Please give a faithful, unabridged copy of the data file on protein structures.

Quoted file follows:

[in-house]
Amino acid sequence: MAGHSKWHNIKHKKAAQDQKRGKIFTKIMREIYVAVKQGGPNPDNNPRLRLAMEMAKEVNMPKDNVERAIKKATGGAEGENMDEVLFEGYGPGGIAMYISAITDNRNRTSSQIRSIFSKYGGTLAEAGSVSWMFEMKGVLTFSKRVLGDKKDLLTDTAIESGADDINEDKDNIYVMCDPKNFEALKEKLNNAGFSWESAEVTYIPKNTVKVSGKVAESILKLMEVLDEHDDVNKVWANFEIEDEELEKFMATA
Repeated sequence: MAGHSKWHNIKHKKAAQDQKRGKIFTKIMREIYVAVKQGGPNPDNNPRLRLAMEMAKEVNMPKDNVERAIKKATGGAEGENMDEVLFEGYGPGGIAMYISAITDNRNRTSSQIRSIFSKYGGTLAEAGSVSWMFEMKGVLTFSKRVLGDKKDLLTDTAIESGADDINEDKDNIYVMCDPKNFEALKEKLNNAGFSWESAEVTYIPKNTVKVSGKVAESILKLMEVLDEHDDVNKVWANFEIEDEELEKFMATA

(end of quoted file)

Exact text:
[in-house]
Amino acid sequence: MAGHSKWHNIKHKKAAQDQKRGKIFTKIMREIYVAVKQGGPNPDNNPRLRLAMEMAKEVNMPKDNVERAIKKATGGAEGENMDEVLFEGYGPGGIAMYISAITDNRNRTSSQIRSIFSKYGGTLAEAGSVSWMFEMKGVLTFSKRVLGDKKDLLTDTAIESGADDINEDKDNIYVMCDPKNFEALKEKLNNAGFSWESAEVTYIPKNTVKVSGKVAESILKLMEVLDEHDDVNKVWANFEIEDEELEKFMATA
Repeated sequence: MAGHSKWHNIKHKKAAQDQKRGKIFTKIMREIYVAVKQGGPNPDNNPRLRLAMEMAKEVNMPKDNVERAIKKATGGAEGENMDEVLFEGYGPGGIAMYISAITDNRNRTSSQIRSIFSKYGGTLAEAGSVSWMFEMKGVLTFSKRVLGDKKDLLTDTAIESGADDINEDKDNIYVMCDPKNFEALKEKLNNAGFSWESAEVTYIPKNTVKVSGKVAESILKLMEVLDEHDDVNKVWANFEIEDEELEKFMATA